Par-4 is involved in the translocation of GRP78 from ER to the cell surface
The correlation between intracellular Par-4, GRP78 and extracellular Par-4 in activating apoptosis has been further confirmed through RNAi studies. Knocking down Par-4 resulted in decreased translocation of GRP78 to the cell surface, indicating that endogenous Par-4 is required for cell surface expression of GRP78. This finding was further supported by Cohen et al. who confirmed the role of endogenous Par-4 in binding and translocation of GRP78 in trophoblastic cells. For the first time, this study showed the presence of Par-4 in both villous and extra villous cytotrophoblastic cells (CTB) and expression of Par-4 correlated with expression of membrane GRP78. Also, Par-4 overexpression led to an increase in cell surface expression of GRP78, whereas reduced Par-4 expression resulted in reduced cell surface localization of GRP78. The observations corroborate the role of Par-4 in translocation of GRP78 from ER to the cell surface. Decreased membrane GRP78 expression has been observed in preeclamptic (PE) cytotrophoblastic cells (CTB). This could be due to an altered expression of GRP78 transporting proteins. Interestingly, Par-4 protein expression was found to be reduced in PE CTB. This finding will help in better understanding of Par-4 expression, localization and posttranslational modifications in CTB to prevent PE.
Par-4/SAC-activity is transferable by bone marrow transplantation
To analyze the functional efficacy of SAC domain, transgenic mice that ubiquitously express the SAC domain were generated. To confirm the functional activity of this secreted Par-4/SAC in transgenic mice, bone marrow of SAC-GFP-transgenic mice, littermate control mice or GFP-transgenic control mice was transferred to irradiated littermate control mice. Serum samples obtained from mice that received bone marrow cells from SAC-GFP-transgenic mice, but not from littermate control or GFP-transgenic mice, induced apoptosis of aggressive Lewis Lung Carcinoma (LLC1) cells in culture. This finding implies that Par-4/SAC is secreted and that bone marrow transplantation is effective in transferring cells capable of secreting transgenic SAC-GFP activity into recipient mice.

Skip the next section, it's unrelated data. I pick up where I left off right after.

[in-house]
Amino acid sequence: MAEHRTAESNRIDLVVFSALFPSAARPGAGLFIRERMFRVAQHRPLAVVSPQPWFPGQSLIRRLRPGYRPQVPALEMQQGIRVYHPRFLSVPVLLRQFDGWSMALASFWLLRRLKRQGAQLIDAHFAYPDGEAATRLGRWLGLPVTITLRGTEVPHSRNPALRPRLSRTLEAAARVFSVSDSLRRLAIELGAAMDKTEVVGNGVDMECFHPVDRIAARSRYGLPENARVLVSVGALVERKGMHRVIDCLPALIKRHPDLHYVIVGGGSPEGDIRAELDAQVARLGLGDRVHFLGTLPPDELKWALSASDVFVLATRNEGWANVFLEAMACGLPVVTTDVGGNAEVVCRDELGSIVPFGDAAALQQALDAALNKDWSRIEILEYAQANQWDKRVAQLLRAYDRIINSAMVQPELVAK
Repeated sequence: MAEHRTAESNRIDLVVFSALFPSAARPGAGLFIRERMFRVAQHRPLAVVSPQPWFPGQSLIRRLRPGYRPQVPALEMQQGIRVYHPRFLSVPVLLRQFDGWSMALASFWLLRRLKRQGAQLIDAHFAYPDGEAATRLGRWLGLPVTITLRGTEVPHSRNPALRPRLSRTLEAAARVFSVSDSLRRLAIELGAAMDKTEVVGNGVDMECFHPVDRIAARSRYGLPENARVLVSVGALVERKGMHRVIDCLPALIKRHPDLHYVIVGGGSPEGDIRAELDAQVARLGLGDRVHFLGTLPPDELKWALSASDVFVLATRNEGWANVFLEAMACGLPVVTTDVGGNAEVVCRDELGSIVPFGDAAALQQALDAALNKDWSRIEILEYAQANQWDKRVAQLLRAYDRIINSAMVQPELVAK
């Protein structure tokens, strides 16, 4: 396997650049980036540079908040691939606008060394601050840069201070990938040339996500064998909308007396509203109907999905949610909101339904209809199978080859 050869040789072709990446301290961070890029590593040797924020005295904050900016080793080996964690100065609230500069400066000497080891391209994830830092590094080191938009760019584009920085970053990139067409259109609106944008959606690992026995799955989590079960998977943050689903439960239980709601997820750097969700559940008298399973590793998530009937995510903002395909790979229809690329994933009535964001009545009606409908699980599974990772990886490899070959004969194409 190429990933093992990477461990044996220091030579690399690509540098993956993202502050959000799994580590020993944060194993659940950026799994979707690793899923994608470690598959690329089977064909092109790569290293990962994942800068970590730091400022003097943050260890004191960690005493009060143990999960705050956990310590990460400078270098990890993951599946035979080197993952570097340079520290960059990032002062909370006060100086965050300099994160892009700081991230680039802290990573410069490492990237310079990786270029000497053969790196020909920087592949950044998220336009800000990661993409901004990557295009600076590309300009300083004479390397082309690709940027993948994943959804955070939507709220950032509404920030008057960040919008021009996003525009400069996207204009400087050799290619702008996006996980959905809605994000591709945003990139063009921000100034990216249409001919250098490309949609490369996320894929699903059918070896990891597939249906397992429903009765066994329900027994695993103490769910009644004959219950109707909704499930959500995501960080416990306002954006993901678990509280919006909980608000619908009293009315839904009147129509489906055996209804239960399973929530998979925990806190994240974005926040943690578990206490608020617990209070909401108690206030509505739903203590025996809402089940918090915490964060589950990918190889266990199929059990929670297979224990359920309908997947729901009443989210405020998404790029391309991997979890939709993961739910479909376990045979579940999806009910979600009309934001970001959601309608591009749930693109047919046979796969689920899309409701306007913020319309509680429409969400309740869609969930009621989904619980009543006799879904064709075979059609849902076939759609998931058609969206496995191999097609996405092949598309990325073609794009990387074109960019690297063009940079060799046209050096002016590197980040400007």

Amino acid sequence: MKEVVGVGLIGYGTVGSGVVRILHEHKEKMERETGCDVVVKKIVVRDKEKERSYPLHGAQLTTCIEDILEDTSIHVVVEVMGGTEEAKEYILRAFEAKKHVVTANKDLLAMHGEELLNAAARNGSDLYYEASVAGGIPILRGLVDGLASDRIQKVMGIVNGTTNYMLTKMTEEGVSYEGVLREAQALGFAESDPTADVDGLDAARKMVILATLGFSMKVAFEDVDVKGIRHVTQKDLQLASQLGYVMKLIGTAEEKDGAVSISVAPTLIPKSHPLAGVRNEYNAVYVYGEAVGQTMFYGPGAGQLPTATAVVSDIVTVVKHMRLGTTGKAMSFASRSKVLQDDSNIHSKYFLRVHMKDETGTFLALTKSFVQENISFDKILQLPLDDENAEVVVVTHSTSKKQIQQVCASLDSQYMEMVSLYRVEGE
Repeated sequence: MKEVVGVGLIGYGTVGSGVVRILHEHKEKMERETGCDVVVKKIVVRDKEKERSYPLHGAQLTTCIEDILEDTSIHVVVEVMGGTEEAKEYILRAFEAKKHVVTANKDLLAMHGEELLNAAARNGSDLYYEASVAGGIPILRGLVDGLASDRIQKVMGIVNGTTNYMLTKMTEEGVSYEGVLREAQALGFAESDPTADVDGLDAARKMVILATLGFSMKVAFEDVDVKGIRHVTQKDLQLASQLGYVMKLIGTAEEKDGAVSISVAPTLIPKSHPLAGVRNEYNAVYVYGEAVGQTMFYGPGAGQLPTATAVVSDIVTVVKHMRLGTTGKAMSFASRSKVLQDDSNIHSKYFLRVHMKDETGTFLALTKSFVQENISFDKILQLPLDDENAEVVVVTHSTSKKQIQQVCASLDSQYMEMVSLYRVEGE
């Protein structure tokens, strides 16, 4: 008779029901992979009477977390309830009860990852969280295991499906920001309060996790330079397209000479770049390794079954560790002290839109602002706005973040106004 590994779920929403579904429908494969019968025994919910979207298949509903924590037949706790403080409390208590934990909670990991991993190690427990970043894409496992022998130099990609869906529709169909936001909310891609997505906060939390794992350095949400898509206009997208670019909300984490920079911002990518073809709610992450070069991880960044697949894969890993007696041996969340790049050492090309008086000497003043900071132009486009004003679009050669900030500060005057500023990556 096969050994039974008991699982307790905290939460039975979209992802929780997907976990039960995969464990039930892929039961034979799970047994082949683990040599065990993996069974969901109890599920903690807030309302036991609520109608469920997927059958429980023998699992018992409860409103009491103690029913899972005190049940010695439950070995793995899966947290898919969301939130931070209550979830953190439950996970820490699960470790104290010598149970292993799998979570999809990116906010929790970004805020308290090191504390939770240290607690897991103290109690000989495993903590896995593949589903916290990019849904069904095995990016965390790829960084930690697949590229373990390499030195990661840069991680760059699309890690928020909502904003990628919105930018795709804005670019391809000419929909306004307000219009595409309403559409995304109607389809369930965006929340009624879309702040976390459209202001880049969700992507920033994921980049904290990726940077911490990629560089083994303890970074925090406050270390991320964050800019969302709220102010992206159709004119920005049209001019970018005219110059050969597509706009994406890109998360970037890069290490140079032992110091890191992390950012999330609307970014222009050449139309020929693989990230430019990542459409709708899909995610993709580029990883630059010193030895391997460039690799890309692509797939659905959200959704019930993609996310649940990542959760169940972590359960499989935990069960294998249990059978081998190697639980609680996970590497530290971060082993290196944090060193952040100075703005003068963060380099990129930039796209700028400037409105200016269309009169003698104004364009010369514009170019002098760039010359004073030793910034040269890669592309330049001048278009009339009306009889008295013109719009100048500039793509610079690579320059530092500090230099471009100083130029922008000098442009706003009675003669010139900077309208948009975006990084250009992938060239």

Inhibition of lung metastasis in mice by recombinant Par-4/SAC
To further confirm that Par-4/SAC activity in serum of transgenic mice had the potential to inhibit metastasis, recombinant TRX-Par-4 or TRX-SAC protein, which induced apoptosis of cancer cells but not non-transformed cells in culture, was used. TRX-Par-4 or TRX-SAC but not TRX control protein, induced apoptosis in LLC1 and PC-3 cell cultures but not in non-transformed BPH1 cell culture. Also, recombinant Par-4 or SAC protein when introduced intravenously in immunocompetent C57BL/6 mice significantly inhibited lung metastasis of LLC1 cells. These findings confirmed that Par-4/SAC is secreted by normal cells and is systemically active for an extended period of time in suppressing tumor growth and metastasis in mice. A majority of the tumor suppressor proteins have exclusive intracellular mode of action, this induction of both extracellular and intracellular apoptotic pathways by Par-4/SAC is unique and can be harnessed for cancer-selective therapeutics.
Empowering Normal Cells for Paracrine Inhibition of Cancer
I- P53 induces Par-4 secretion by downregulating UACA